Wolfe Publishing Group

    In Range


    Somewhere in the dim, dark recesses of some long-forgotten book there has to be an explanation – or at least an initial use – of the term “wildcat” as it relates to homegrown cartridges. The word seems to have been around forever, like “featherweight.”

    As best I can determine, featherweight originated in the boxing world, where it was in use as early as the 1860s. By 1910, it was being applied to lightweight rifles and has been used so liberally ever since that it’s almost as generic as aspirin or Kleenex.

    This custom .22 K-Hornet rifle was built on a small Martini action converted from rimfire to centerfire, probably sometime in the 1960s. Terry added the front globe sight and rear tang sight.
    This custom .22 K-Hornet rifle was built on a small Martini action converted from rimfire to centerfire, probably sometime in the 1960s. Terry added the front globe sight and rear tang sight.
    The term “wildcat” is not so clear cut. The earliest one I can discover is a .25 caliber developed by Reuben Harwood, a noted gunsmith and experimenter in the 1880s. By definition, since a wildcat is a nonfactory cartridge, there have to be factory cartridges or there can’t be wildcats, and when Harwood was active there had only been factory rounds for about 20 years.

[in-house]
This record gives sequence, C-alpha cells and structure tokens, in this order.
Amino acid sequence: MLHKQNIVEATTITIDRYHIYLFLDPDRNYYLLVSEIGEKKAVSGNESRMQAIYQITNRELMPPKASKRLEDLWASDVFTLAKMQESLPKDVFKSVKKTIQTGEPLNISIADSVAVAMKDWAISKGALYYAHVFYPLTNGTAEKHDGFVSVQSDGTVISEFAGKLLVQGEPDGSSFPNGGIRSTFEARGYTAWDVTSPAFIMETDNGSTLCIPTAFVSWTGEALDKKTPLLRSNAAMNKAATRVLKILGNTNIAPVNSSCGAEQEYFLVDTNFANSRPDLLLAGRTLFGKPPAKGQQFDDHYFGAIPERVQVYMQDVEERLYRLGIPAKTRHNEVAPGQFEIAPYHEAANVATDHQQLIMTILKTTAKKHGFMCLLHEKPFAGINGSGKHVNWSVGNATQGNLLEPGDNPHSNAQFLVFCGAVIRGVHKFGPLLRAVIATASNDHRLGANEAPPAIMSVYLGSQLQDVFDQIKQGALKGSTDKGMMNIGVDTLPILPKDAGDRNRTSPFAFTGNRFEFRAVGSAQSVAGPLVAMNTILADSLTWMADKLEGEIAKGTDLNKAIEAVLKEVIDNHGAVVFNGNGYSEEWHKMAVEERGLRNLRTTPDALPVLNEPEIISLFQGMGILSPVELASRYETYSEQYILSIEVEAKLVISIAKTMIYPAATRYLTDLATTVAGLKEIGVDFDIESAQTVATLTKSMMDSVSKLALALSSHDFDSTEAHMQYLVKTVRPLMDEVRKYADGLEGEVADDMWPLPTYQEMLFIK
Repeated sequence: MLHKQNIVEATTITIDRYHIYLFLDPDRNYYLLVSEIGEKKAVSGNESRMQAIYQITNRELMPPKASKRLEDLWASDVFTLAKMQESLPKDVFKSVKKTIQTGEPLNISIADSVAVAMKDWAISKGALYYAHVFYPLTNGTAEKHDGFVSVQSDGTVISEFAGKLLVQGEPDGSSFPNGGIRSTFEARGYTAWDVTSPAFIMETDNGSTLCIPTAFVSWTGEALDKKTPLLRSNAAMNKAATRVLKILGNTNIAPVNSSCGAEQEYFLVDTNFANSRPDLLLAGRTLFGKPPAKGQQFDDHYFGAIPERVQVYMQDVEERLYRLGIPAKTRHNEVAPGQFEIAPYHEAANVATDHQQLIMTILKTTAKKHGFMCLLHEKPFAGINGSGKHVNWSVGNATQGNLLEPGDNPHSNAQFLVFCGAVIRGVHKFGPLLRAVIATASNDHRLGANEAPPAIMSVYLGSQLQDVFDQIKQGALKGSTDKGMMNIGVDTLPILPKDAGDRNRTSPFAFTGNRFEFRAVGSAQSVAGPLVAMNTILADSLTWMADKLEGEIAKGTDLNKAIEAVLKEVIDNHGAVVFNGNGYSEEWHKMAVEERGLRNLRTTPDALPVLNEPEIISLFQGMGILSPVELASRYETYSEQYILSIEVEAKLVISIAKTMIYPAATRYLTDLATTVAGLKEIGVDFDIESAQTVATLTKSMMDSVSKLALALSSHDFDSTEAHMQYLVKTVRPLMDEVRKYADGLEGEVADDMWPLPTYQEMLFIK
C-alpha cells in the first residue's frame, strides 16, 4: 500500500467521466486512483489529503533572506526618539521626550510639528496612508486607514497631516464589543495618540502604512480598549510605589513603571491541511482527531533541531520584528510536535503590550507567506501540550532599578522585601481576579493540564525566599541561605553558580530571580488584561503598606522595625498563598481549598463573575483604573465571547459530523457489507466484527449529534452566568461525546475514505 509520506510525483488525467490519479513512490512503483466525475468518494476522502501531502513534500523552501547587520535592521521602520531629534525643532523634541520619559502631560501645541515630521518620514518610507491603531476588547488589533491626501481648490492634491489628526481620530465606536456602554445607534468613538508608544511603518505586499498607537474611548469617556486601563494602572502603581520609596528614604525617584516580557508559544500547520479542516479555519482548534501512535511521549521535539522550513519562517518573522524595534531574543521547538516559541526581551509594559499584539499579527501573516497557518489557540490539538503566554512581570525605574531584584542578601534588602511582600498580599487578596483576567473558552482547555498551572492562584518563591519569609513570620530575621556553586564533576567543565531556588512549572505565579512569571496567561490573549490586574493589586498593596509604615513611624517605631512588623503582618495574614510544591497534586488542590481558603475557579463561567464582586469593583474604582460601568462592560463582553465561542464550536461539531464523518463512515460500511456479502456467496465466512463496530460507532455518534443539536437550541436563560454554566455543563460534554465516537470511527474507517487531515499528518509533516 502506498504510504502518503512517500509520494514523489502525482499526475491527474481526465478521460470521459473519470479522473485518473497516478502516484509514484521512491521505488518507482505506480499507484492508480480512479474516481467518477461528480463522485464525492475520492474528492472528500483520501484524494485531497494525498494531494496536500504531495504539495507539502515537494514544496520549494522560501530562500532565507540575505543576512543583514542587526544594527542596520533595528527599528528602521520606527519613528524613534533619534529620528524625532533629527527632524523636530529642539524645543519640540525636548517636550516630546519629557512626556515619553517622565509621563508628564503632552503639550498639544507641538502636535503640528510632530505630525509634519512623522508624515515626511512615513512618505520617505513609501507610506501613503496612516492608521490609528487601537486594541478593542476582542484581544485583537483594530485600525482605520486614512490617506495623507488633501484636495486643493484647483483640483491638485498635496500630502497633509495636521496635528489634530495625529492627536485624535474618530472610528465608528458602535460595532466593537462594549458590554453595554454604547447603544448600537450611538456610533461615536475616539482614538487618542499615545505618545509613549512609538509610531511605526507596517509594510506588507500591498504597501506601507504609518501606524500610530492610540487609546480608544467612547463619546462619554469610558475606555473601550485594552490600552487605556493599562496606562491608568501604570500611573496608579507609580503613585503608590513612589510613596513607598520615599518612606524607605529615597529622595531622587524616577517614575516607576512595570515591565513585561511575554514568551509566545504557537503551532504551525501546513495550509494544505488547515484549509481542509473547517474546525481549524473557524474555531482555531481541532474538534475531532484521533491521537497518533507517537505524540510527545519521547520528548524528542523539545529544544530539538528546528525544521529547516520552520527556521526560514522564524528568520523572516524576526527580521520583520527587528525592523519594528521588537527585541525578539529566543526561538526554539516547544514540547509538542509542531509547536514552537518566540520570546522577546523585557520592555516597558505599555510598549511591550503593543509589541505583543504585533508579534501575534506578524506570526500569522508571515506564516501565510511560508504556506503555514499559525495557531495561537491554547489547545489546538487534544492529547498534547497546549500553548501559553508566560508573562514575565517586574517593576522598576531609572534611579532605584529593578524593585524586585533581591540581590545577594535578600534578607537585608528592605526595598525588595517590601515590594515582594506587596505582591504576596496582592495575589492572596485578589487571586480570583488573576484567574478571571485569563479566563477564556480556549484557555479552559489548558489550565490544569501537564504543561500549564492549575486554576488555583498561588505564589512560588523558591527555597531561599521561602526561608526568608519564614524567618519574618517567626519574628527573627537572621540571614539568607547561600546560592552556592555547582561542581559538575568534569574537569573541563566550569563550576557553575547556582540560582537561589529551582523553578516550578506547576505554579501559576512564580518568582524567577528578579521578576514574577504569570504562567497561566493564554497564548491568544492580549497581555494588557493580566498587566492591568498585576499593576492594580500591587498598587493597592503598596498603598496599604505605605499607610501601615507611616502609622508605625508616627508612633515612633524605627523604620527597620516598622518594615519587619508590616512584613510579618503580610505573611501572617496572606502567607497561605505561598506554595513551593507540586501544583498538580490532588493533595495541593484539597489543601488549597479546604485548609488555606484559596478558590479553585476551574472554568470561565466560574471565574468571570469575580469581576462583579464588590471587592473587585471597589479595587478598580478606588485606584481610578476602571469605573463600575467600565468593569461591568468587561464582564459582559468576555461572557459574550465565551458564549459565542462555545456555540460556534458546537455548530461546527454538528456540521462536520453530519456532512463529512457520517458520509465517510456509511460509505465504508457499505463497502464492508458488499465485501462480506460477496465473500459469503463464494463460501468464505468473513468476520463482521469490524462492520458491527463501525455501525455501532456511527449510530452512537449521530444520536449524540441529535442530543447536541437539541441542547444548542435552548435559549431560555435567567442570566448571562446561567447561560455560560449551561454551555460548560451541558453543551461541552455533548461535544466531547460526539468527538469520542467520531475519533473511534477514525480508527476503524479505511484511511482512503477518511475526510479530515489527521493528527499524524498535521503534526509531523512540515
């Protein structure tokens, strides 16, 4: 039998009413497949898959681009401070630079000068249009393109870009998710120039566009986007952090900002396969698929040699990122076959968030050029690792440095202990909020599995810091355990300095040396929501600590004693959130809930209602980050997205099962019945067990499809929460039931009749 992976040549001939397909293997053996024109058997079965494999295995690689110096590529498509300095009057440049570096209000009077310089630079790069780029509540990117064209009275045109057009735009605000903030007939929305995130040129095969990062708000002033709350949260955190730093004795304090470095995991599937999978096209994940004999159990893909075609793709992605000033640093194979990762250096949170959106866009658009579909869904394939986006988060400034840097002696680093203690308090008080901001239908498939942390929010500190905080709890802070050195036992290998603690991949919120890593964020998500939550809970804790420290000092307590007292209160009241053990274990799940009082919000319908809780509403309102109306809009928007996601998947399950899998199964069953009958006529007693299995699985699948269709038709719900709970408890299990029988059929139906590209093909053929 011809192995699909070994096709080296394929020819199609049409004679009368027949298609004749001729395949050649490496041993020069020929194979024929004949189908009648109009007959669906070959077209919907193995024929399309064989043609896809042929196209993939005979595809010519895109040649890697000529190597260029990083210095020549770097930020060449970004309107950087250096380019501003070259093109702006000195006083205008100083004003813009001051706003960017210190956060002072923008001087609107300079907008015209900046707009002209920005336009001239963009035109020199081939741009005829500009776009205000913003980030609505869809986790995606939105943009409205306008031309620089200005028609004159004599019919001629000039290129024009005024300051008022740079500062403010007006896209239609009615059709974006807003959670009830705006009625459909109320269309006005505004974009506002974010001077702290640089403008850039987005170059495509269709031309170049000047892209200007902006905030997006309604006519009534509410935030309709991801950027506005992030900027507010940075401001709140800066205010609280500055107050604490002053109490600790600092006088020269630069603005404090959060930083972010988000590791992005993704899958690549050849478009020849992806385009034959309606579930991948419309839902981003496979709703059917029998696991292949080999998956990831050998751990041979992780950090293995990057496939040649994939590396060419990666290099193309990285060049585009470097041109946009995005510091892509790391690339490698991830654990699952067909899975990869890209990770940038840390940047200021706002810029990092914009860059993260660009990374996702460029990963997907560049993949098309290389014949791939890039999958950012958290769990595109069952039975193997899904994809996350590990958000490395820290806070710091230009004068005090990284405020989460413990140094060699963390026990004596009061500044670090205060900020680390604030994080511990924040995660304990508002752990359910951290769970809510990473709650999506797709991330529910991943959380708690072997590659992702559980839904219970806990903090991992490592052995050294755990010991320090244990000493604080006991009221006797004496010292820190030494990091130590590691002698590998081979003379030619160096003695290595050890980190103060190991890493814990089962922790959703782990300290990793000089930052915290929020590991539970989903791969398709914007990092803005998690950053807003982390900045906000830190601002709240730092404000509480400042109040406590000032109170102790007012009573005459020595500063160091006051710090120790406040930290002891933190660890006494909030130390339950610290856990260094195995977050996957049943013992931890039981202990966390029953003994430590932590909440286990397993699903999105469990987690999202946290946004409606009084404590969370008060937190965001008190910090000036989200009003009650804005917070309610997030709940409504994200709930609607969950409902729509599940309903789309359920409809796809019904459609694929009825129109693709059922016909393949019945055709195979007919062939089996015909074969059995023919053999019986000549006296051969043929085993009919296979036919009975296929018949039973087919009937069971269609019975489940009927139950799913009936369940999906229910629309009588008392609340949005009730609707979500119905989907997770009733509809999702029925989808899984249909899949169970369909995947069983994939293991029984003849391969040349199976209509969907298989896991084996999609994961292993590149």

We are now into an area so murky it’s like the age-old question of the chicken and the egg. The reason I brought it up at all is to wonder whether wildcats, at this point in history, have even the faintest reason to exist. Is any wildcat, old or new, now worth the time, effort and expense of trying to load the ammunition?

    Something I have noticed at various sales and auctions over the past few years is that any rifle chambered for a wildcat cartridge will almost always bring but a fraction of one chambered for a factory round. Even then, it will only realize a reasonable price if it comes complete with brass and loading dies, or if it can be economically rechambered to something more readily available.

    James Grant, the sage of the single-shot rifle in the mid to late 1900s, had many old actions rebuilt into so-called “modern” varmint rifles. Quite a few of these were in oddball or wildcat cartridges. He found out the hard way that, having invested time and money to have those rifles made, he rarely broke even when he tried to sell them.